Early to mid-Pleistocene warm events at the Antarctic margin

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http://abstractsearch.agu.org/meetings/2011/FM/PP44A-08.html
Author(s): McKay, Robert M.; Bendle, James A.; Cook, C.; Dunbar, G.; Dunbar, R. B.; Escutia, C.; González, J. J.; Jiménez, F.; Naish, Tim; Passchier, S.; Riesselman, C. R.; Scherer, R. P.; Tauxe, L.; Toney, Jaime L.; van de Flierdt, Tina; Welsh, K. J.
Integrated Ocean Drilling Program, Expedition 318 Scientists, College Station, TX
Author Affiliation(s): Primary:
Victoria University of Wellington, Wellington, New Zealand
Other:
University of Glasgow, United Kingdom
Imperial College London, United Kingdom
Stanford University, United States
University of Granada, Spain
Japan Agency for Marine-Earth Science and Technology, Japan
Montclair State University, United States
U. S. Geological Survey, United States
Northern Illinois University, United States
Scripps Institution of Oceanography, United States
University of Queensand, Australia
Volume Title: AGU 2011 fall meeting
Source: American Geophysical Union Fall Meeting, Vol.2011; American Geophysical Union 2011 fall meeting, San Francisco, CA, Dec. 5-9, 2011. Publisher: American Geophysical Union, Washington, DC, United States
Note: In English
Summary: The response of the Antarctic Ice Sheets and the Southern Ocean to warm events during the Pleistocene is ambiguous. Marine Isotope Stage 31 (MIS; 1.07 Ma) occurred during some of the highest Southern Hemisphere insolation values of the Plio-Pleistocene, and is the last known interval where there is direct evidence that the marine-based Antarctic Ice Sheet was smaller than present in the Ross Embayment, while a carbonate rich interval deposited ∼1 Ma on the continental rise off Prydz Bay has also been documented. We examine a well-dated, new record of Marine Isotope Stage 31 from a continental rise drill core collected during Integrated Ocean Drilling Program Expedition 318 to the Wilkes Land margin of East Antarctica. Marine Isotope Stage 31 is unique in Plio-Pleistocene intervals recovered from Expedition 318 sediment drill cores in that it contains several ∼1m thick intervals of bioturbated carbonate-bearing (i.e. >10% carbonate) mudstones. These are interbedded by massive and finely laminated mudstones indicating a strong cyclicity that is operating at likely Milankovitch-scale frequencies. We present a multi-proxy dataset, including sedimentary, geochemical and microfossil data from planktonic foraminifera, diatoms, bulk sediments, and molecular organic biomarkers, that provides new insight into changing water mass properties and sea-surface temperatures through several Early- to mid-Pleistocene glacial/interglacial cycles, including the peak warmth of MIS 31. Characterizing the sedimentary and geochemical signature of the well-dated MIS 31 interval may also afford an opportunity for identification in Expedition 318 (and other East Antarctic margin) sediments of similar warm periods/glacial cyclicity during Late Pleistocene interglacials. These new records will be examined in the context of records recovered from ANDRILL, Cape Roberts Project and ODP site 1165.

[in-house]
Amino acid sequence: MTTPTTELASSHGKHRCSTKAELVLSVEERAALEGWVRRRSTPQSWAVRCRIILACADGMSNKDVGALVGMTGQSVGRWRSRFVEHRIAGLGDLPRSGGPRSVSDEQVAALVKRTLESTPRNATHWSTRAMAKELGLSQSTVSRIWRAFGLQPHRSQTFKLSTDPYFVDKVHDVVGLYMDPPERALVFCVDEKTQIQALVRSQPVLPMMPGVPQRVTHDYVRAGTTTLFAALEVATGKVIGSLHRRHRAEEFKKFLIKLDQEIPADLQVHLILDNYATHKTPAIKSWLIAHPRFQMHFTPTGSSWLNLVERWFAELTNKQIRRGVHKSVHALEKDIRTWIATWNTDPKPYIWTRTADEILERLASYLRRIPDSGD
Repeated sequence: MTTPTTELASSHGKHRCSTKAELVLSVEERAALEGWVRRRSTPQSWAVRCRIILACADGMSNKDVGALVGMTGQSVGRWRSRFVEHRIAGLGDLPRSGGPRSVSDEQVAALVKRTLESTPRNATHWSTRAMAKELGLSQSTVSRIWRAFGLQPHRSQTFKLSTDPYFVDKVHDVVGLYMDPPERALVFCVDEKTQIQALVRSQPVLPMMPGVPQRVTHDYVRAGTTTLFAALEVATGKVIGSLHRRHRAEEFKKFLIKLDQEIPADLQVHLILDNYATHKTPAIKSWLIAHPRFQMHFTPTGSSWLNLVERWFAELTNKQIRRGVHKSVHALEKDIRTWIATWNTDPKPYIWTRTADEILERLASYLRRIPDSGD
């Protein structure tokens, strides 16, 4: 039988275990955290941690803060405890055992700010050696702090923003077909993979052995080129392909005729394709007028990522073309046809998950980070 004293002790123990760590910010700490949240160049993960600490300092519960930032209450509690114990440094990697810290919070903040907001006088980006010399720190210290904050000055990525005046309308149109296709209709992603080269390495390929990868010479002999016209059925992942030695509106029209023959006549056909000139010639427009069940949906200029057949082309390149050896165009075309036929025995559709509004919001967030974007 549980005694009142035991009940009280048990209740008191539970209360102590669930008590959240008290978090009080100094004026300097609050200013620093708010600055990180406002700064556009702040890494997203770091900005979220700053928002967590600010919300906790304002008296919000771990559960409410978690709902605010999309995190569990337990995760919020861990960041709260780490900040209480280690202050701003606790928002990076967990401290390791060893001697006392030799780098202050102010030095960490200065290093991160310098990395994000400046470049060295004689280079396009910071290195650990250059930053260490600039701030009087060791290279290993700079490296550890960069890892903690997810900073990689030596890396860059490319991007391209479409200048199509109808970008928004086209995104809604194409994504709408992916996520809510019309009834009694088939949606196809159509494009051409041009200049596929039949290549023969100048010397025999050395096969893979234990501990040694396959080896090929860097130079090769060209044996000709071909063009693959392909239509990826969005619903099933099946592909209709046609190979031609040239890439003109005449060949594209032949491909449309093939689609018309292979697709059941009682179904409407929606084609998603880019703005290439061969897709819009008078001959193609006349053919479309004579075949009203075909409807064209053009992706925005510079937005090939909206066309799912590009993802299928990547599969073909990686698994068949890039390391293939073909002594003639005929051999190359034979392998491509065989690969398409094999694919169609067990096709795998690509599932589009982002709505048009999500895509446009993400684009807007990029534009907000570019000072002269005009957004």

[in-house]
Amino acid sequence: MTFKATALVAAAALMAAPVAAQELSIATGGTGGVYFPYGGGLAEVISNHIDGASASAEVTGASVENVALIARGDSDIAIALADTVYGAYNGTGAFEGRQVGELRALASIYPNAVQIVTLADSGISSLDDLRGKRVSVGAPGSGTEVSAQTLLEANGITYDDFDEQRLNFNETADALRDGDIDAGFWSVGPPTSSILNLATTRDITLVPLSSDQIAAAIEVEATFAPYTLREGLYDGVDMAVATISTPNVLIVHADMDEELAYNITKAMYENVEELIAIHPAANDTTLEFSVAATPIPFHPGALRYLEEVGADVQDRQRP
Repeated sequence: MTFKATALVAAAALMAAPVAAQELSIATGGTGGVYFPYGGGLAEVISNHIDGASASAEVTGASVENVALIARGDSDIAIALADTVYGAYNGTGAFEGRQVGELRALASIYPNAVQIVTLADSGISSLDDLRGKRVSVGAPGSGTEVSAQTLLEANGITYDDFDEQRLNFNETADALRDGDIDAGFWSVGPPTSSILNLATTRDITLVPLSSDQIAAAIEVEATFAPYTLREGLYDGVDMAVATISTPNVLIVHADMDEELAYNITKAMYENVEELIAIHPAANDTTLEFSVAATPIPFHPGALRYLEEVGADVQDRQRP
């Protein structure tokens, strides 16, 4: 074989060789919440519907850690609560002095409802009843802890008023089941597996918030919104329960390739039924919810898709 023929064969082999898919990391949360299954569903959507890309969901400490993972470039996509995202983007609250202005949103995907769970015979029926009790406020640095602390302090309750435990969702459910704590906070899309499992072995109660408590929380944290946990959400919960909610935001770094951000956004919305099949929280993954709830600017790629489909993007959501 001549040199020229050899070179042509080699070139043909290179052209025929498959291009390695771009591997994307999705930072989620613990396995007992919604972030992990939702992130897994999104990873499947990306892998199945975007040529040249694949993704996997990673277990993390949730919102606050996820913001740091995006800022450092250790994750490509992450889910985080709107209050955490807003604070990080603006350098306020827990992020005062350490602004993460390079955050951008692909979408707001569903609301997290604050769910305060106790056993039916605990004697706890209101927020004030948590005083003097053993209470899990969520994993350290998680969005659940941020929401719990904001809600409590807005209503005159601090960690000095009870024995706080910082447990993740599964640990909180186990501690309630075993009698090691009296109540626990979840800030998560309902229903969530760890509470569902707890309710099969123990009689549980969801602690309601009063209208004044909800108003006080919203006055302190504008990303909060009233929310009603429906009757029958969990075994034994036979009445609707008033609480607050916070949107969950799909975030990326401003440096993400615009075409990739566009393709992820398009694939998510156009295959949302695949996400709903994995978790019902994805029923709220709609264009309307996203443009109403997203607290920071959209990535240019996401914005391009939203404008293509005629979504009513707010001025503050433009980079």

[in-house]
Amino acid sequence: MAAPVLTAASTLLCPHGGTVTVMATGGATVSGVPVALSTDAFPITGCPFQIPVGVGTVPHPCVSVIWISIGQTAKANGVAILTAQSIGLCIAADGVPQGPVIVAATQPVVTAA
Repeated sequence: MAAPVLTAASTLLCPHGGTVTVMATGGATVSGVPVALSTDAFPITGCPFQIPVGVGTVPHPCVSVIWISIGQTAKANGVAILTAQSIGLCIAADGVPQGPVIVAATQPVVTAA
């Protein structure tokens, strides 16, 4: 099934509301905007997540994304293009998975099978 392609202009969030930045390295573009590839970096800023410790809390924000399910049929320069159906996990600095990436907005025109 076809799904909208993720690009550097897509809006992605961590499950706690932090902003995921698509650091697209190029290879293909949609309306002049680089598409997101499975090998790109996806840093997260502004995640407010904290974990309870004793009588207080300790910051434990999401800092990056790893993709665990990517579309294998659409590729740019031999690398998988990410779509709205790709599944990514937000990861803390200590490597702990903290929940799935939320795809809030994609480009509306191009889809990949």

Year of Publication: 2011
Research Program: IODP Integrated Ocean Drilling Program
Key Words: 24 Surficial Geology, Quaternary Geology; Algae; Antarctica; Biomarkers; Cenozoic; Continental margin; Continental rise; Diatoms; East Antarctica; Expedition 318; Foraminifera; Integrated Ocean Drilling Program; Interglacial environment; Lower Pleistocene; MIS 7; Microfossils; Milankovitch theory; Ocean floors; Plankton; Pleistocene; Prydz Bay; Quaternary; Ross Ice Shelf; Southern Ocean; Wilkes Land
Record ID: 2018032740
Copyright Information: GeoRef, Copyright 2019 American Geosciences Institute. Reference includes data supplied by, and/or abstract, Copyright, American Geophysical Union, Washington, DC, United States

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